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QUALITY | 9 out of 10
The second-row seat has a useful 40/20/40 split, a third-row is optional, and the tailgate is power operated.
The shape of the cargo opening allows for easy loading and unloading, and BMW is continuing to use its two-piece tailgate with a small door that swings down and a larger power door that swings up.
the gentle curves of the decorative wood, aluminum and double-stitched leather that heighten the luxury ambiance. They make up for some of the more pedestrian switchgear in the center stack that looks a little cheap.
The revamp of the X5 has brought interior trim up to a new standard. Like the slightly smaller X3, the X5 now has a stylish cockpit with swooping curves and two different interior palettes of coordinated interior colors and trim to go with the usual choices of aluminum or wood and leather. The basic seat upholstery is synthetic, and some minor switchgear looks less lovingly attended to than it should, but those blips get overlooked in favor of the rich, colorful dash-mounted screen, and the soft glow of ambient interior lighting.
Behind that second-row seat is about 23 cubic feet of space--which you can choose to fill with a fold-away third-row seat. It's as small and unwelcoming to adults as the third-row seats in a Dodge Journey, and tough for anyone not into Garanimals to step into with any grace. The saving grace is the seat folds away in portions, and flattens out of the way along with the second-row seat for up to 66 cubic feet of cargo space. The X5's tailgate is power-operated, and it's kept its unique tailgate/liftgate setup: the lower section drops like a pickup, the top section powers open and closed like a pricey minivan.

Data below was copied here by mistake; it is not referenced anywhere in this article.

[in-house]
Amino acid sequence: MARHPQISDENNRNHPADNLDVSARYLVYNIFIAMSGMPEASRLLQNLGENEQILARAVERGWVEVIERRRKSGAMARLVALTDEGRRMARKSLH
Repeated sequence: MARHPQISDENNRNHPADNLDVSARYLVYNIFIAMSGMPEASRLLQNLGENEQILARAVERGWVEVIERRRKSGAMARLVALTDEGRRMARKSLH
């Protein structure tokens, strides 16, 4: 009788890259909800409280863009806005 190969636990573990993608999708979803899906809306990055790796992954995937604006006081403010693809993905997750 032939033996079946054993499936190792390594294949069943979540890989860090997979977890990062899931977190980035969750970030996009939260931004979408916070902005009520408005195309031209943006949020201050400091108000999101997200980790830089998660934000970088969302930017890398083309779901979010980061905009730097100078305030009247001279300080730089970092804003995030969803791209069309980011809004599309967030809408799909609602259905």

The X5 hasn't gained appreciably in terms of interior space, but there's better accommodation for up to seven passengers--especially those in the first two rows.
In the front, the standard power heated seats can be upgraded to multi-contour or sport seats on the six-cylinder gas and diesel models. There's enough adjustment and space in any direction, but like many other ventilated seats we've sampled, the X5's front buckets are flatter and less comfortable across the bottom cushion than without that feature. Between the driver and front passengers is a wide console split down the middle, good for smartphone storage, and on the console itself, there are two bins for possible keyfob storage--the fob wars have left the X5 with one of the heftier, fatter remotes in the industry, so prestigious it's hard to fit in skinny jeans (whatever they might be).
Move to the second row, and the basic setup is a bench with reclining seat portions split 40:20:40, an ideal setup for anyone trying to wedge five adults in the most basic X5. Four will be happier: with the standard panoramic sunroof, there's not much headroom left for six-footers until the seat's reclined, so folding down the middle 20-percent seat as an armrest becomes a de facto standard setup. Better yet is BMW's rear comfort seats, with finer stitching, a 10-degree recline, and a sliding feature that moves the seat along a 3.1-inch track.
The seats aren't as comfortable as we would want, but the X5 is polished and well-fitted.